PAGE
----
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Binoculars review

Nikon Monarch 7 8x42

Nikon Monarch 7 8x42
5 August 2013
Optyczne.pl 
The Nikon Monarch 7 series was launched in the middle of 2012. At first only two models were offered – the 8x42 and the 10x42. Both instruments are Schmidt-Pechan roof prism devices and their prisms are made of BaK-4 glass covered by both dielectric and phase-correction coatings.

In the construction of the Monarch 7 binoculars you can find low dispersion ED glass and wide angle eyepieces with large fields of view. All air-to-glass surfaces are supposed to be covered by antireflection multi-coatings and the outer elements are additionally protected by scratch-resistant layers.

The bodies of the binoculars from this series are made of polycarbonate raisin reinforced with glass fibre and padded with rubber. They are submersible for 10 minutes in1 meter deep. The series is produced in China. The buyers get caps, a case and straps in the box. The binoculars from this series come with a 10-year warranty.

Pictures
  • Lornetka Nikon Monarch 7 8x42
  • Lornetka Nikon Monarch 7 8x42
  • Lornetka Nikon Monarch 7 8x42
  • Lornetka Nikon Monarch 7 8x42
Manufacturer data

Manufacturer:

Nikon
web site

Distribution / Sales:

Nikon Polska
web site

Magnification Lens diameter Angular field of view Prisms Eye relief Weight Price
8 42 140/1000(8o) BaK-4/roof 17.1 mm 650 g 1799 PLN
Results of the review
Real front lens diameter Left:   42.1+/- 0.05 mm
Right:  42.1+/- 0.05 mm
8 / 8.0 pkt
Real magnification 8.2+/- 0.05x 3/3.0
Transmission 89.1+/- 1.5% 12.5/15.0
Chromatic aberration Negligible in the centre, on the edge reaching the borderline between medium and low level. 7.6/10.0
Astigmatism Corrected in the right way but without any sensational results. 6.4/10.0
Distortion The distance of the first curved line from the field centre compared to the field of vision radius: 57% +\- 3% 6/10.0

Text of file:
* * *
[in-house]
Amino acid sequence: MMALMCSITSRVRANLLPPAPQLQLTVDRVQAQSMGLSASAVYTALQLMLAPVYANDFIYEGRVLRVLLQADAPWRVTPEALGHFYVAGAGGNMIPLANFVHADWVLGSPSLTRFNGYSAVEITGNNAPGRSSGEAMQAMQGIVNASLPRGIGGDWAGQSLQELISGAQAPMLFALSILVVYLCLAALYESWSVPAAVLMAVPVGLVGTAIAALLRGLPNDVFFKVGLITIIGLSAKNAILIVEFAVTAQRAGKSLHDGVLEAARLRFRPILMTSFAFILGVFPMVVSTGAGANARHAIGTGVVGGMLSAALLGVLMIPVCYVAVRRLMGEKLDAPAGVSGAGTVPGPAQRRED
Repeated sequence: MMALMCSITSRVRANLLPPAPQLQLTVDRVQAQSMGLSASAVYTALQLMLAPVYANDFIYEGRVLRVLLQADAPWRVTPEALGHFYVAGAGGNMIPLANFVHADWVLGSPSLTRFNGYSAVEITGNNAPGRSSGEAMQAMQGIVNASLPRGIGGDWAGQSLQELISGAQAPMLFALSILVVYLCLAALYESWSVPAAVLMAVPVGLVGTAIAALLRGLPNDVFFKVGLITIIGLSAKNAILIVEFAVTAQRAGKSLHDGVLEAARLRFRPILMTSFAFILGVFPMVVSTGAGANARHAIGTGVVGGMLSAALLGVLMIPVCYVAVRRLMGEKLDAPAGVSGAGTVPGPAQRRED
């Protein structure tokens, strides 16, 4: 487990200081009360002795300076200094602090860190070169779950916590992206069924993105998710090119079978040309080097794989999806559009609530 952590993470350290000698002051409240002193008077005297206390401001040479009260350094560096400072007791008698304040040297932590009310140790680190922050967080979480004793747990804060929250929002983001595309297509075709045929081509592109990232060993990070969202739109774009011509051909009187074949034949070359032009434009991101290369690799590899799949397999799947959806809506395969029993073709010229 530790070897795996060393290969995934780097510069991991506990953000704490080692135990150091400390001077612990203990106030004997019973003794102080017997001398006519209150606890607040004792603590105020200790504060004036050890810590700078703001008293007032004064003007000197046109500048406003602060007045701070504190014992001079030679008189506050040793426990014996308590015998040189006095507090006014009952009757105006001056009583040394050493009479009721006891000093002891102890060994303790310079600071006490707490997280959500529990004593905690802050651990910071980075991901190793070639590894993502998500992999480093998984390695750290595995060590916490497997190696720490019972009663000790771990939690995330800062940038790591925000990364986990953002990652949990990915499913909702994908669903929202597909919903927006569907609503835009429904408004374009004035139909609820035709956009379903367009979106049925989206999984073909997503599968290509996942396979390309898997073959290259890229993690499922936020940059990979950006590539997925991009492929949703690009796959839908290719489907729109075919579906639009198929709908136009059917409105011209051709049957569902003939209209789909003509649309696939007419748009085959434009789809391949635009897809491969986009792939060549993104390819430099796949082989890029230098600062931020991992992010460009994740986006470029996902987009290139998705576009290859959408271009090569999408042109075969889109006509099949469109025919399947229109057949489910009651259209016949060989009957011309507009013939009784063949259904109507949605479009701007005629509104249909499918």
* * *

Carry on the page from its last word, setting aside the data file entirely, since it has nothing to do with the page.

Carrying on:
Coma Appears in the distance of about 50-55% of the field of vision and getting near high values on the very edge. 3.3/10.0
Blurring at the edge of the FOV The blur occurs in a distance of 73% +\- 3% from the centre of the field of view. 4/10.0
Darkening at the edge the FOV Noticeable. 3.6/5.0
Whiteness of the image Good but around 10% of difference between the red and blue light transmission values makes it hardly perfect. 4.2/5.0
Collimation Perfect. 5/5.0
Internal reflections
Left: Right:
Nikon Monarch 7 8x42 - Internal reflections - Left Nikon Monarch 7 8x42 - Internal reflections - Right
Quite bright and you can see noticeable arches near to exit pupils.
2.3/5.0
Housing Compact and handy – covered with good quality rubber padding which sticks to your hands. Comfortable to hold and to look through. Rubberized eyecups with 4 regulation stops. The casing is compact and solid – it moves without creaking while under pressure. The rubber next to objectives is a bit too slack and sticks out, the same near the bridge. You can shift the rubber on the tube if you make a sufficiently strong move. The gauge of the tubes is too loose, being on the border of collapsing under its weight. The binoculars produced in China. 5/8.0